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Air quality concerns hover over ground zero

From Brian Palmer

NEW YORK (CNN) -- As the dust settles at the World Trade Center site, recovery workers and people living nearby worry about the long-term effects of dangerous materials released into the air when the towers collapsed.

"This is potentially a hazardous waste dump," said Don Carson, who runs the hazardous materials program for the International Operating Engineers Union and its crane and heavy-equipment workers.

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Materials used to build and run the twin towers -- asbestos and fiberglass for insulation, coolant for air conditioning -- were released when they collapsed, along with smoke from burning debris.

Elevated levels of asbestos, above the federally allowable limits, have been found in some spots, stirring up concern about the health effects of breathing tainted air, Carson said.

The smoke may be unpleasant, city, state and federal health officials agree -- but it's not a health threat.

"It may be uncomfortable and it may be offensive -- and it is in many ways -- but the reality is, it is not dangerous," New York Mayor Rudy Giuliani said.

Experts: Risk is low

Independent studies from around ground zero have shown concentrations of pollutants higher than official samples, but experts say the surrounding community does not appear to be in peril.

"Virtually no one will develop the scarring lung disease that comes with asbestos exposure. It requires much more exposure than anyone will experience," said Dr. Stephen Levin of the Mount Sinai Center for Occupational and Environmental Medicine.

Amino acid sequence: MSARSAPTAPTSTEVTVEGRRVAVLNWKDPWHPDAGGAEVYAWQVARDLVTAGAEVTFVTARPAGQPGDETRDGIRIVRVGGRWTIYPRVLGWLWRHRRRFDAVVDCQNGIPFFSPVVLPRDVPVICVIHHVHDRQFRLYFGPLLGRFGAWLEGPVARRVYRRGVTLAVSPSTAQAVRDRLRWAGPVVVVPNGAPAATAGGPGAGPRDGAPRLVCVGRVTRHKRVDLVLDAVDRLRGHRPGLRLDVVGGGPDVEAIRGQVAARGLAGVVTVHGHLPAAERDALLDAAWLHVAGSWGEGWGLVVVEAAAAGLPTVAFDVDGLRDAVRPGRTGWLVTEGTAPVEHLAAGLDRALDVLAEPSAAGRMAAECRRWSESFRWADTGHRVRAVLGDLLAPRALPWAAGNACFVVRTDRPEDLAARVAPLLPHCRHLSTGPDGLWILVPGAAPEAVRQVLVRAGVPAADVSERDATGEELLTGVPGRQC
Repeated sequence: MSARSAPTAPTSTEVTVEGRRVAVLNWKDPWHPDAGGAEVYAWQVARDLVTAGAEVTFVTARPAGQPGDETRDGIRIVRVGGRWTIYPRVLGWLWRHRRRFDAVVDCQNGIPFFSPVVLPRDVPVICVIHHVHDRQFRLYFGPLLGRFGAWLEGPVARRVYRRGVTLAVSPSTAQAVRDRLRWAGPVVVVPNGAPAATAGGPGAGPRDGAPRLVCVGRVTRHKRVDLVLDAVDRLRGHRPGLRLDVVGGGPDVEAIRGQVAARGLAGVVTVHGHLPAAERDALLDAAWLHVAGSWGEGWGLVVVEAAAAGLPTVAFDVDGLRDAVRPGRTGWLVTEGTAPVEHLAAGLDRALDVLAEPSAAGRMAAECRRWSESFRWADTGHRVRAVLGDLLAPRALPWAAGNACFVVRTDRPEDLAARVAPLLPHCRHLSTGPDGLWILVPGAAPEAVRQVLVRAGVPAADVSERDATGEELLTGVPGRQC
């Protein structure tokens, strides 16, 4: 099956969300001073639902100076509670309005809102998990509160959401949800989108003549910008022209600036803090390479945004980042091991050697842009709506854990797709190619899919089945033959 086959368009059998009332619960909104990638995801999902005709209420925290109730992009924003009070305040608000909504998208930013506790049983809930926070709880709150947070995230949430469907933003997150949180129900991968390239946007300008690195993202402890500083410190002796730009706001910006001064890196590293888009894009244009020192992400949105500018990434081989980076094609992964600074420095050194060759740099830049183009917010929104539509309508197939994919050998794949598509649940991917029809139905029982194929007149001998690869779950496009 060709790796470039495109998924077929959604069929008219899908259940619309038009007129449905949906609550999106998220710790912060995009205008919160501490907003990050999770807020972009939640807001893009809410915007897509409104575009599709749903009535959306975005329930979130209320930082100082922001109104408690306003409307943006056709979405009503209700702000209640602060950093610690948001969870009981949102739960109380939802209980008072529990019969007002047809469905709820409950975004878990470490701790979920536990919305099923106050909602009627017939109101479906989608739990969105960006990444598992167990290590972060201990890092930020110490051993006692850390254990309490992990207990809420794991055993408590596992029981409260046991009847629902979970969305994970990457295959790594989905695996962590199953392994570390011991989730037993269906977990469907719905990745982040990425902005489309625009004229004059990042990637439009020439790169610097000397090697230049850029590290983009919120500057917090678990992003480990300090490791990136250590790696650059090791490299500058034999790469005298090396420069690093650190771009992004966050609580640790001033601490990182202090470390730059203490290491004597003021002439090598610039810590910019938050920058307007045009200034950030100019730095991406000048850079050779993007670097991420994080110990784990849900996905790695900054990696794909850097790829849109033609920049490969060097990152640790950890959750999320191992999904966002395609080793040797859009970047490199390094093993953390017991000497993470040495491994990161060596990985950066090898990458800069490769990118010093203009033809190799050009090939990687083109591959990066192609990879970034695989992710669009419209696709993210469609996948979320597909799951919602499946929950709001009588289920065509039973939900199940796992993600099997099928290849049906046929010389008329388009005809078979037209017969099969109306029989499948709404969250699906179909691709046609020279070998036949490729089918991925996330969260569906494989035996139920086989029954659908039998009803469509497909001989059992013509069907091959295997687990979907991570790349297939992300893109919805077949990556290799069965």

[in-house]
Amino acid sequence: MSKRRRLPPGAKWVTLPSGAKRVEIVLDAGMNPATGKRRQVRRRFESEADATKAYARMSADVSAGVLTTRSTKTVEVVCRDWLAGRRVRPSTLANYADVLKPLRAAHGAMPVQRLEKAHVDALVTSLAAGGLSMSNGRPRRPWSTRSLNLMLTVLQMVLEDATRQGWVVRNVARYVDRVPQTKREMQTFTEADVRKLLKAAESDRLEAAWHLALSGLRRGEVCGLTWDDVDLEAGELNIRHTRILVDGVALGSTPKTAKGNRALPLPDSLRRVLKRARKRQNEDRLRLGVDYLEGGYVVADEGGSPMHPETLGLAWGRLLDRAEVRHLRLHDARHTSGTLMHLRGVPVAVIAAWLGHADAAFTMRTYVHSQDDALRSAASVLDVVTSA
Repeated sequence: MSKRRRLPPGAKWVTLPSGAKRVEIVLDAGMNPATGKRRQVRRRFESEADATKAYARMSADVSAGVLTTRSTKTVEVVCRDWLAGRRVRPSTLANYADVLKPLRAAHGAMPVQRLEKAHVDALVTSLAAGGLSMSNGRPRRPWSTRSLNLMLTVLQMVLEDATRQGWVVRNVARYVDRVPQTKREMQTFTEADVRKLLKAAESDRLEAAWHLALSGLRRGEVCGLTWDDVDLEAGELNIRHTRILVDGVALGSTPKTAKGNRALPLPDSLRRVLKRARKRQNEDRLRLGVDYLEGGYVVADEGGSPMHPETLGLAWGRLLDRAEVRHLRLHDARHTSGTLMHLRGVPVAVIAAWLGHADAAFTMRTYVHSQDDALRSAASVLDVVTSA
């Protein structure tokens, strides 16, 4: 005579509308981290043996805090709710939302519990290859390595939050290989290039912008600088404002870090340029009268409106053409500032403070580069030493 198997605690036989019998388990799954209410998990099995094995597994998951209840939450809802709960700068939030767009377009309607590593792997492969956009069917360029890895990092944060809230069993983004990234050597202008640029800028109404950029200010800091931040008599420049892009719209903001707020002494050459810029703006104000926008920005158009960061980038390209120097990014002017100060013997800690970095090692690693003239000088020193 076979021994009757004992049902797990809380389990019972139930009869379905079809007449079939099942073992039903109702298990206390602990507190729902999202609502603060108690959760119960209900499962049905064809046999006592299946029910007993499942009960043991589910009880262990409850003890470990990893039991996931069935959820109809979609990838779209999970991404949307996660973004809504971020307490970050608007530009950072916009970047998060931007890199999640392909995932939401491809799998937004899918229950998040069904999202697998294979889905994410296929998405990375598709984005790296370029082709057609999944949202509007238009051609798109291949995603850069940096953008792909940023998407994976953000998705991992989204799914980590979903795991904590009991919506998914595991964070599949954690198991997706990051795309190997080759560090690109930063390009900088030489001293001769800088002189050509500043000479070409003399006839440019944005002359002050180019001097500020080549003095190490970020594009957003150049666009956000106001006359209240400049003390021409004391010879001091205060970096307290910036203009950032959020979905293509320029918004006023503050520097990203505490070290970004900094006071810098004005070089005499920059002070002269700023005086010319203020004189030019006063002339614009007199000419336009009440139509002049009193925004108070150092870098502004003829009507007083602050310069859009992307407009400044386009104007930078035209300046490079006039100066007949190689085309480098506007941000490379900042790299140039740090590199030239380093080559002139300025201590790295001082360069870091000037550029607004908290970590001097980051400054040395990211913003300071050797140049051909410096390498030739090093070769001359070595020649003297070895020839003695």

Yet residents still worry about other pollutants. Alon and Blake Vaknin -- eight months pregnant -- watched the first tower collapse from their apartment a block away, then fled with their daughter Maia. They say they won't be moving back anytime soon.

"It just concerns me," Blake Vaknin said.

Workers take precautions at the site. The rubble is hosed down to control dust, and respirators are issued to everyone involved in the cleanup. If those procedures are followed for the duration of the cleaning, said Carson, the potential threat should be low.

Recovery workers like John Powers, meanwhile, say the hazards are part of the job.

"You've got to kind of trust the people that are here to monitor and look after you," he said.


• International Union of Operating Engineers
• Department of Community Medicine of Mount Sinai School of Medicine

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